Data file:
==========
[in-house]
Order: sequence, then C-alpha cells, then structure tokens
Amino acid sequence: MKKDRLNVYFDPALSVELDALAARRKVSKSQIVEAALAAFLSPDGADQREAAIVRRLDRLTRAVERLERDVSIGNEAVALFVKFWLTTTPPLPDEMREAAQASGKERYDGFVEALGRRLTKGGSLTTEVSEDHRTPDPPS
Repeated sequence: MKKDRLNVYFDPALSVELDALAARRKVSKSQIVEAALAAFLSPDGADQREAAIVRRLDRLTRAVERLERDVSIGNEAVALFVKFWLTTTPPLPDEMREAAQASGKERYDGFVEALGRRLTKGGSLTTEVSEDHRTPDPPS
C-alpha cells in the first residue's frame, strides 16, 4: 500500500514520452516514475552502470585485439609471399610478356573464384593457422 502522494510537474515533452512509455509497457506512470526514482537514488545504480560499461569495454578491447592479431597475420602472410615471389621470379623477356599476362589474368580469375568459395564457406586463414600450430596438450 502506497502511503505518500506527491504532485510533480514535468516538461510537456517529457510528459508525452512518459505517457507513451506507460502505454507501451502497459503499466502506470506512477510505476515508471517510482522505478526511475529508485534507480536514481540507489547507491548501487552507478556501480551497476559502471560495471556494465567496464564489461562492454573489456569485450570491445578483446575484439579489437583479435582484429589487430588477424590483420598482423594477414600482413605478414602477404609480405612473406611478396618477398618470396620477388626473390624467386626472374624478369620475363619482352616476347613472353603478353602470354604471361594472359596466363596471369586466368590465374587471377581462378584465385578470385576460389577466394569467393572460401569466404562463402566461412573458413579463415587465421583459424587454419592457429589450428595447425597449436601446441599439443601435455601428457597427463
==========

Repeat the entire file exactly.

[in-house]
Order: sequence, then C-alpha cells, then structure tokens
Amino acid sequence: MKKDRLNVYFDPALSVELDALAARRKVSKSQIVEAALAAFLSPDGADQREAAIVRRLDRLTRAVERLERDVSIGNEAVALFVKFWLTTTPPLPDEMREAAQASGKERYDGFVEALGRRLTKGGSLTTEVSEDHRTPDPPS
Repeated sequence: MKKDRLNVYFDPALSVELDALAARRKVSKSQIVEAALAAFLSPDGADQREAAIVRRLDRLTRAVERLERDVSIGNEAVALFVKFWLTTTPPLPDEMREAAQASGKERYDGFVEALGRRLTKGGSLTTEVSEDHRTPDPPS
C-alpha cells in the first residue's frame, strides 16, 4: 500500500514520452516514475552502470585485439609471399610478356573464384593457422 502522494510537474515533452512509455509497457506512470526514482537514488545504480560499461569495454578491447592479431597475420602472410615471389621470379623477356599476362589474368580469375568459395564457406586463414600450430596438450 502506497502511503505518500506527491504532485510533480514535468516538461510537456517529457510528459508525452512518459505517457507513451506507460502505454507501451502497459503499466502506470506512477510505476515508471517510482522505478526511475529508485534507480536514481540507489547507491548501487552507478556501480551497476559502471560495471556494465567496464564489461562492454573489456569485450570491445578483446575484439579489437583479435582484429589487430588477424590483420598482423594477414600482413605478414602477404609480405612473406611478396618477398618470396620477388626473390624467386626472374624478369620475363619482352616476347613472353603478353602470354604471361594472359596466363596471369586466368590465374587471377581462378584465385578470385576460389577466394569467393572460401569466404562463402566461412573458413579463415587465421583459424587454419592457429589450428595447425597449436601446441599439443601435455601428457597427463